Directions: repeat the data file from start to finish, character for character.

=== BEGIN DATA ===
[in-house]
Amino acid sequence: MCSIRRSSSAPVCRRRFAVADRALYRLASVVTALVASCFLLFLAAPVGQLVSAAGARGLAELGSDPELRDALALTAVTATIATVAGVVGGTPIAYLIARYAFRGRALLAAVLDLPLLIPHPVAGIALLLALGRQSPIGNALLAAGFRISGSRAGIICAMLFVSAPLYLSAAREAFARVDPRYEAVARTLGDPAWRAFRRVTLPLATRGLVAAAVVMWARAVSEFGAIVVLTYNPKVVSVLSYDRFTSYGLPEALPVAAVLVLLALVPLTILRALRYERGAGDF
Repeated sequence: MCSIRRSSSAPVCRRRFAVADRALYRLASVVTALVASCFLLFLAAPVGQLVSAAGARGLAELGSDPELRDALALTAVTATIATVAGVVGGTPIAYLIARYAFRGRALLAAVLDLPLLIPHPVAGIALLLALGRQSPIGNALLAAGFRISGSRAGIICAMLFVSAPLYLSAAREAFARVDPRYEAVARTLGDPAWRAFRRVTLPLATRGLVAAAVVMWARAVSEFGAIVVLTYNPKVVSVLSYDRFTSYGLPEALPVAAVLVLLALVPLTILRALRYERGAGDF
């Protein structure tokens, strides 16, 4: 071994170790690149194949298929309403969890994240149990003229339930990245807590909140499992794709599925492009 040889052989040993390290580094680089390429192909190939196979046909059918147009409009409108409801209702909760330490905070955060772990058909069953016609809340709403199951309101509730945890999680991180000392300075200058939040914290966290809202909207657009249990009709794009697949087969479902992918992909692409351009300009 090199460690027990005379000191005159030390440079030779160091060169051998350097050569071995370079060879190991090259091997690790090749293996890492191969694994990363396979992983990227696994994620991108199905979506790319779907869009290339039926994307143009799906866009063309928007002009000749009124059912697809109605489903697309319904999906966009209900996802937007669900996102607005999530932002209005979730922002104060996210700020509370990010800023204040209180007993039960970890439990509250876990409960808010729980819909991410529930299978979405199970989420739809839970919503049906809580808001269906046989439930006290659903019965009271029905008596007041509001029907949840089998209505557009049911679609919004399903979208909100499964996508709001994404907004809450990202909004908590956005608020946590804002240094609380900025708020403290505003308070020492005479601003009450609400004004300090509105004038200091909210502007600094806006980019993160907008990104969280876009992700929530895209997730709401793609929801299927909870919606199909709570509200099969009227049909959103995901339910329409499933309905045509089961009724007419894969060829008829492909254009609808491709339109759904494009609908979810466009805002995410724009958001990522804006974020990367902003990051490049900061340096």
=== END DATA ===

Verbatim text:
[in-house]
Amino acid sequence: MCSIRRSSSAPVCRRRFAVADRALYRLASVVTALVASCFLLFLAAPVGQLVSAAGARGLAELGSDPELRDALALTAVTATIATVAGVVGGTPIAYLIARYAFRGRALLAAVLDLPLLIPHPVAGIALLLALGRQSPIGNALLAAGFRISGSRAGIICAMLFVSAPLYLSAAREAFARVDPRYEAVARTLGDPAWRAFRRVTLPLATRGLVAAAVVMWARAVSEFGAIVVLTYNPKVVSVLSYDRFTSYGLPEALPVAAVLVLLALVPLTILRALRYERGAGDF
Repeated sequence: MCSIRRSSSAPVCRRRFAVADRALYRLASVVTALVASCFLLFLAAPVGQLVSAAGARGLAELGSDPELRDALALTAVTATIATVAGVVGGTPIAYLIARYAFRGRALLAAVLDLPLLIPHPVAGIALLLALGRQSPIGNALLAAGFRISGSRAGIICAMLFVSAPLYLSAAREAFARVDPRYEAVARTLGDPAWRAFRRVTLPLATRGLVAAAVVMWARAVSEFGAIVVLTYNPKVVSVLSYDRFTSYGLPEALPVAAVLVLLALVPLTILRALRYERGAGDF
């Protein structure tokens, strides 16, 4: 071994170790690149194949298929309403969890994240149990003229339930990245807590909140499992794709599925492009 040889052989040993390290580094680089390429192909190939196979046909059918147009409009409108409801209702909760330490905070955060772990058909069953016609809340709403199951309101509730945890999680991180000392300075200058939040914290966290809202909207657009249990009709794009697949087969479902992918992909692409351009300009 090199460690027990005379000191005159030390440079030779160091060169051998350097050569071995370079060879190991090259091997690790090749293996890492191969694994990363396979992983990227696994994620991108199905979506790319779907869009290339039926994307143009799906866009063309928007002009000749009124059912697809109605489903697309319904999906966009209900996802937007669900996102607005999530932002209005979730922002104060996210700020509370990010800023204040209180007993039960970890439990509250876990409960808010729980819909991410529930299978979405199970989420739809839970919503049906809580808001269906046989439930006290659903019965009271029905008596007041509001029907949840089998209505557009049911679609919004399903979208909100499964996508709001994404907004809450990202909004908590956005608020946590804002240094609380900025708020403290505003308070020492005479601003009450609400004004300090509105004038200091909210502007600094806006980019993160907008990104969280876009992700929530895209997730709401793609929801299927909870919606199909709570509200099969009227049909959103995901339910329409499933309905045509089961009724007419894969060829008829492909254009609808491709339109759904494009609908979810466009805002995410724009958001990522804006974020990367902003990051490049900061340096």